The new school year is here! You’re familiar with your timetable, your new teachers and your new colleagues. The back-to-school blues have disappeared and you’ve made your “new year’s resolutions”: now, what advice can we offer to help you achieve them? The Enko blog has interviewed some students to ask them for some top tips and recommendations:
Set your objectives!
“If one does not know to which port one is sailing, no wind is favourable,” said Seneca, a Roman Stoic philosopher. What are your objectives for the year, the term, the month, the week? Write them down on paper, in a notebook, and look at them from time to time to check how close you are to achieving them.
Make a weekly plan, including your timetable, and set aside room for leisure time, extra-curricular activities and revision goals for each of your school subjects. Draw up a table with different colours for each lesson period or time of day, and stick it above your desk.
Find a regular revision buddy.
Revision is more fun with a friend! When there are two of you, if you’ve set a meeting time for your revision, it’s easier to motivate yourself to actually do it. It’s also easier to pinpoint the areas that you haven’t understood so well. Plus, you can ask questions, and verify what you already know, what you’ve learned, and what you need to spend more time on. Your revision buddy doesn’t necessarily need to be your best friend, but they should be someone you trust and who will encourage you (and who you can encourage too).
Set up a good filing system.
The amount of knowledge you will have to acquire over the course of a school year is huge. If you are entering an exam year, it is even more important to plan ahead and prepare for the end-of-year revision. A proper filing system will enable you to go back and find a specific lesson quickly, so you can go over the essential points again without ploughing through the whole chapter of the textbook. Files are usually organised by points to remember, exercises, or FAQs and top tips, such as key highlights on each lesson, or pitfalls to avoid.
Ask questions in class.
This is always a delicate point. Some students hesitate to ask questions in class because they are worried about seeming stupid or “sucking up” to the teacher. But, if you ask a question it means you have already started to learn something, because this shows that you have identified a possible problem. It also allows your brain to organise its knowledge better. Unless you’re constantly asking question, after question, after question – no teacher wants that!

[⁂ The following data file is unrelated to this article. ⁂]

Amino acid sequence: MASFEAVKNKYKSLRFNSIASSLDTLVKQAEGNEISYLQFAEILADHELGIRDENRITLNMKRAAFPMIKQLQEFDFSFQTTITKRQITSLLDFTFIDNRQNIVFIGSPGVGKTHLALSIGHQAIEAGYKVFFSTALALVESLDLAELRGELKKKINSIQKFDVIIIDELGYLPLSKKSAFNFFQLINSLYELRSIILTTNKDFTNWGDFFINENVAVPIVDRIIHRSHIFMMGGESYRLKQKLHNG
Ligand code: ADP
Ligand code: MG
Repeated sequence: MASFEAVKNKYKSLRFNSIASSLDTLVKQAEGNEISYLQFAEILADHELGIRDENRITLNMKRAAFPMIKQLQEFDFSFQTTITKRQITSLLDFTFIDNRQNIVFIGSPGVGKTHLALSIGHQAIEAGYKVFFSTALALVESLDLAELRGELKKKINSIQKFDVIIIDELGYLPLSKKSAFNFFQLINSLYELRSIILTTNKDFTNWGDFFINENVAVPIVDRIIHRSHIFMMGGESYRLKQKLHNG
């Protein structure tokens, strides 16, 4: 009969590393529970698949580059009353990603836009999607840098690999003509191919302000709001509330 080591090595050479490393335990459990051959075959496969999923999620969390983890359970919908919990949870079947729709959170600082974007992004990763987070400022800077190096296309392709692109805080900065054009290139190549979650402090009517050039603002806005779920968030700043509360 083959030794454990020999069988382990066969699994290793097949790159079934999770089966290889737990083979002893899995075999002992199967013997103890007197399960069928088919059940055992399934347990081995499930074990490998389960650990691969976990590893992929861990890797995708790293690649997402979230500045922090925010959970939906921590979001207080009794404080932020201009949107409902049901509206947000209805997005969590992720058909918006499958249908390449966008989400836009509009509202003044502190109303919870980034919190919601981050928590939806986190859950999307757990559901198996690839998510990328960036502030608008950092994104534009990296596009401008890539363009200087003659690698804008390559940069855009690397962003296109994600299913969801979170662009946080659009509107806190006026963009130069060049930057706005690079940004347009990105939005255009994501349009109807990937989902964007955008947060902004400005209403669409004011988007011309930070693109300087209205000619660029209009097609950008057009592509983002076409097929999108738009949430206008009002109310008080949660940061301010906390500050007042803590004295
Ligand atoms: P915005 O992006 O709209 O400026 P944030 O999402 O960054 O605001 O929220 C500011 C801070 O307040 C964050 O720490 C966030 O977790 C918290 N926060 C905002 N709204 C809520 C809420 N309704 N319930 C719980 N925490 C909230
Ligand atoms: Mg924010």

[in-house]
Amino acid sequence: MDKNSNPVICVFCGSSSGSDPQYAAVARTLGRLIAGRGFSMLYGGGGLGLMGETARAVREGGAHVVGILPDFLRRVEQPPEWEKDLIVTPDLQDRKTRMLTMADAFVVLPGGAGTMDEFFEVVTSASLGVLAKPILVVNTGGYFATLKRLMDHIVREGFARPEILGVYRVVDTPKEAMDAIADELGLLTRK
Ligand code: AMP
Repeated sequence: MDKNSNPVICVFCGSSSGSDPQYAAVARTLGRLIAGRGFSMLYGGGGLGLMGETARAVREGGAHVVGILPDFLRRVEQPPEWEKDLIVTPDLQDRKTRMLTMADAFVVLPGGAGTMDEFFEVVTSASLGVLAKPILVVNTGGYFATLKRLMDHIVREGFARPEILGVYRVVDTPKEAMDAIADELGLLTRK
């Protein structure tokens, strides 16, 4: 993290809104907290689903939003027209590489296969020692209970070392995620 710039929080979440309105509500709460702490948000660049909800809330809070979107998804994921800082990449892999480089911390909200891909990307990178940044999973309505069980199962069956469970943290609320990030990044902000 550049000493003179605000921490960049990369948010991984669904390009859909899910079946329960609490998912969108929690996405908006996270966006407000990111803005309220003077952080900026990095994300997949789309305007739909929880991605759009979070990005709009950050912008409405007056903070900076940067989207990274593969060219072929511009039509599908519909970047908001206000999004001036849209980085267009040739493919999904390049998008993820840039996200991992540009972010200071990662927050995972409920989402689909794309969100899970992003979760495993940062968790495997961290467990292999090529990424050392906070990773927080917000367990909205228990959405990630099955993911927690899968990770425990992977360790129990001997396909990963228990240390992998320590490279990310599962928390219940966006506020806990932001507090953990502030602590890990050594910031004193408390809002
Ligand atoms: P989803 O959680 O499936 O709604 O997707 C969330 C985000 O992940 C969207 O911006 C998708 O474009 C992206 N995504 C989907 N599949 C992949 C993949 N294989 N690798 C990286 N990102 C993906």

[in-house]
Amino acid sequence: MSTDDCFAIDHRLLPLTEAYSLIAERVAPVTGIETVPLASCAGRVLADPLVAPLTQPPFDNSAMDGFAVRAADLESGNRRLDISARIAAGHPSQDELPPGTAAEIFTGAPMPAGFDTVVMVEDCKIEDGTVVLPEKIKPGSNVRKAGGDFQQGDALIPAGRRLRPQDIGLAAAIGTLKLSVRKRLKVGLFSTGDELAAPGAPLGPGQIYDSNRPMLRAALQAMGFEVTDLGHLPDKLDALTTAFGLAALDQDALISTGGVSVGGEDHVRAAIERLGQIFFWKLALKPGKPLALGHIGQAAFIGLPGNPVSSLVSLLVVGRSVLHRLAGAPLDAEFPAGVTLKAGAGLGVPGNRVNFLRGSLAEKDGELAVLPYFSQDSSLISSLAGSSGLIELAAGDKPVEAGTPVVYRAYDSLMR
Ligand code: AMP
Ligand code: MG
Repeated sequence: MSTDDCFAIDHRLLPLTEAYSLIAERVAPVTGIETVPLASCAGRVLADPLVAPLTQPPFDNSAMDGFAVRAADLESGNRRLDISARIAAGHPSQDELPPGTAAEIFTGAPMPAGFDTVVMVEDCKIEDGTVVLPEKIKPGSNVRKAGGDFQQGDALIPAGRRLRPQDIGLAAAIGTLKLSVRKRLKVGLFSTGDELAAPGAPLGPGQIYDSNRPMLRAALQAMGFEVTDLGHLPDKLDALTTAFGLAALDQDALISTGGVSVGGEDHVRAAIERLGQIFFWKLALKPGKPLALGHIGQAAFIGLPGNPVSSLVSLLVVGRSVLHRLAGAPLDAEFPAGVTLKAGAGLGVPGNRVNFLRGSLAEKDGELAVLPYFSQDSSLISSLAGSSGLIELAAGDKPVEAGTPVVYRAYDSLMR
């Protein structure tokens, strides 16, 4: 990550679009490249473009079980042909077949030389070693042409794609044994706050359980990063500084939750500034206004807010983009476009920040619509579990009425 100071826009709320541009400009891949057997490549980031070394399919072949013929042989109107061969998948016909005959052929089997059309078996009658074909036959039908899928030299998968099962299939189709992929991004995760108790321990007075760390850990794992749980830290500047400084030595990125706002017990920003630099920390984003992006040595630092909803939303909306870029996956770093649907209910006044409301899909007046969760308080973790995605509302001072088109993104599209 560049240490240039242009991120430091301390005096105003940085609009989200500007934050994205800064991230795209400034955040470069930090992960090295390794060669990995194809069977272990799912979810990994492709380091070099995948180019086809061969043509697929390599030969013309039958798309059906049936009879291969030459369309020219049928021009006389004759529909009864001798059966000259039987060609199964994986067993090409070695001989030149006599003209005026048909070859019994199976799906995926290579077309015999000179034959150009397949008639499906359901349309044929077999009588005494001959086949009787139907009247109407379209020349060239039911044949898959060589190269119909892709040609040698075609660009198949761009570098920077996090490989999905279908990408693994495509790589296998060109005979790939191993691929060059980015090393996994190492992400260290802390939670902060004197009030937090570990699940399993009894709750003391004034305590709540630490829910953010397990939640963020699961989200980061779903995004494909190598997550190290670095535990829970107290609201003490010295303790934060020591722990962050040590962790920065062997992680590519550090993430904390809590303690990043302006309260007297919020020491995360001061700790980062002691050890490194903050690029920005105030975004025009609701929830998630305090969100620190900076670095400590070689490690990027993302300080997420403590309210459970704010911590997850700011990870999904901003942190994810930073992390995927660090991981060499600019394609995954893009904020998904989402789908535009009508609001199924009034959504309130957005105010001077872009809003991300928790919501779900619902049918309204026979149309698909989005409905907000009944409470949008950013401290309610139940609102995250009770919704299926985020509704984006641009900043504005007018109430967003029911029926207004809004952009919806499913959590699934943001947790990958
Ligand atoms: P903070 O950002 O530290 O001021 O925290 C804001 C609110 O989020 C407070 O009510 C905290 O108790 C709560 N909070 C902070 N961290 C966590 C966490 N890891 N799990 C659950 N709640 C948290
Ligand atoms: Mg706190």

Do your own research.
The lessons taught by the teachers or that appear in your class textbooks are set out according to the teachers’ preferences or those of the publishers. They are not necessarily set out in the best way for you. Look for information in encyclopaedias and publications, and online, to help you understand the subject better. There are many tutorials available by other teachers, which may help you. The only warning point: don’t spend too much time on this – keep to your time plan and write notes on an index card or in a file, summarising what you’ve found (if you don’t do this, you’ll have forgotten it all in two days).
Don’t hesitate to do additional exercises in maths and physics.
Some subjects can only be understood better with more practice. It’s fine to do just the homework set by your teachers, but sometimes you’ll need to do more, to understand the techniques you need. Particularly in the scientific subjects, look for additional exercises in your textbooks or online. This can also help you to understand different formulae for solving problems (which is always useful on exam day).
Train yourself to find answers on your own.
On the Internet, you can find the answer to any question almost immediately. But the idea of school is to teach you to think for yourself and resolve problems. Try not to always go for a ready-made solution, but to think about finding a solution yourself.
Turn off your mobile phone when you’re working.
You were born into a “connected” generation. You can immediately Google the answer to any question that comes to mind. This is a good idea, but it can be damaging to your concentration levels (yes, really!) The golden rule is, during your working time turn off your mobile phone, or keep it as far away as possible from your workstation, so that you avoid temptation!
Give your brain a break!
Of course, you know that education is the key to your future and that you must take advantage of the opportunity offered to you. But it’s all a question of balance. Don’t hesitate to plan some “down time” into your timetable: time to read, take a walk, play football, go to the pool, play a musical instrument, go to the theatre, or just talk with friends, etc.
Happy new school year from the whole Enko team!
Do you have any top tips for starting the year off on the right foot? We’d love to hear from you in the comments! If you have any questions about Enko schools, please send them to us at firstname.lastname@example.org.